So in a misoprostol-only abortion, how do I take the pills?

In a misoprostol-only abortion, you'd take four pills every three hours, according to the World Health Organization (WHO) and the Society of Family Planning. You would do this three times. You can take the pills three different ways:

Under your tongue

With this method, you'd put four pills under your tongue for 30 minutes and let them dissolve. Once three hours passed, you'd do it again. After another three hours, you'd take the final dose. If any pills aren't fully dissolved after each 30-minute round, just drink the remnants down with water.

Inside your cheek

Take two pills and push them in the space where your cheek and gums meet on one side of your mouth. Do the same thing on the other side. Let them dissolve for 30 minutes, then do the whole process again after waiting three hours. Similar to above, you'd do this a total of three times.

In your vagina

If you go the vagina route, there is no applicator (like how there is when taking a suppository for a yeast infection), so you’ll hold each pill between your fingers and push them inside one by one. Make sure your hands are clean! Wait three hours, then run it back. You'll also go through this process a total of three times. After each dose, you’ll want to lay down for about half an hour so the meds don’t fall out before they actually absorb, according to Planned Parenthood.

Regardless of the way you took the pills, you’ll need to sport a super-sized maxipad for a couple of days, then a normal pad basically until you’re done bleeding. “I recommend patients don’t put anything in their vagina for a week, then it’s fine to switch to whatever menstrual product they prefer,” says Goldberg. So skip the tampons and menstrual cups at first. That way, you can keep an eye on bleeding.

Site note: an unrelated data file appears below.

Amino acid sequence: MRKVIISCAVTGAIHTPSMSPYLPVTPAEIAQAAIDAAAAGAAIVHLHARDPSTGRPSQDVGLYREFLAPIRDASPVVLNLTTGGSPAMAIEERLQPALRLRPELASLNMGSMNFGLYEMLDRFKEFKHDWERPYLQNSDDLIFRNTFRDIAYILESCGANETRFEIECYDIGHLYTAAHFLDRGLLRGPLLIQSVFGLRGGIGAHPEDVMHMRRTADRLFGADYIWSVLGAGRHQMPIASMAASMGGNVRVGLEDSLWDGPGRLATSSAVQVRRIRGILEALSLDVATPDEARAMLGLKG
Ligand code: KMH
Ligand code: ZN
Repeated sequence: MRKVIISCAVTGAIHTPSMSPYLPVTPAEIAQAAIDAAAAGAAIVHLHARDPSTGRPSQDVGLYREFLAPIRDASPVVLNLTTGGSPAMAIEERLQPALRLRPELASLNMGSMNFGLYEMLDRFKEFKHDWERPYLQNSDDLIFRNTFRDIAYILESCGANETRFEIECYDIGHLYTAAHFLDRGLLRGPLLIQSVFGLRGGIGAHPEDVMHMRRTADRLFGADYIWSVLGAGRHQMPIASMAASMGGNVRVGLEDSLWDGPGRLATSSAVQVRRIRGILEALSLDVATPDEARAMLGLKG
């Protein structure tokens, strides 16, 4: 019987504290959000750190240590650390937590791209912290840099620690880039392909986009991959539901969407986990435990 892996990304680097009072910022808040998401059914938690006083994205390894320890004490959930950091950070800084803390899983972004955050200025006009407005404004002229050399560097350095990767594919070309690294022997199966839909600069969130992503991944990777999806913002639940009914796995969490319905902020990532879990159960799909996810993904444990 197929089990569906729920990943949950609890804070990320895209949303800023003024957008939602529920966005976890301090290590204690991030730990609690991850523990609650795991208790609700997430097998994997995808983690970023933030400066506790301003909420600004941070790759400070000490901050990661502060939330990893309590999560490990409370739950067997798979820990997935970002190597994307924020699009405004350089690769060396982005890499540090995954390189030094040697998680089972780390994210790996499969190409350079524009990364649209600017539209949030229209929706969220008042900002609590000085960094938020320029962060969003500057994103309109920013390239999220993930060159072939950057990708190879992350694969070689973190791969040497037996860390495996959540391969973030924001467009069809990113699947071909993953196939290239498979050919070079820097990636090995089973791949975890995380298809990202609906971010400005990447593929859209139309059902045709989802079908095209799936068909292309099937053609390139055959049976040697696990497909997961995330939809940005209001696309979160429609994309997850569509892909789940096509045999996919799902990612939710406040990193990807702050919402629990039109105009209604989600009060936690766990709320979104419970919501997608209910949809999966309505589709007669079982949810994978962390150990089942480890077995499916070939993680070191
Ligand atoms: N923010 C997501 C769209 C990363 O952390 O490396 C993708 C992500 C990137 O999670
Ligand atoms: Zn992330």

As always, be sure to consult your medical provider on dosing and how to take the medication.

What does misoprostol do to the uterus?

Your uterus is shedding a thick lining, so you should expect heavy bleeding with some clots for about 24 hours, says Goldberg. But the blood doesn’t end there, unfortunately: You’ll likely have period-like bleeding for a week or two afterwards, with some lighter spotting potentially for up to a month. If you have heavy bleeding that doesn’t let up after 24 hours, or if you’re soaking more than two pads an hour for two hours straight, see a doctor, urge both Perritt and Goldberg.

If you haven’t already had an ultrasound to confirm the pregnancy and have abdominal pain that feels “different from cramping,” Dr. Goldberg also suggests checking in with a medical professional to be sure it’s not an ectopic pregnancy (when implantation happens outside of the uterus, usually in one of the fallopian tubes). "Trust yourself. You know your body and what’s normal for you," says Perritt. If you’re even a little concerned, check in with a medical professional.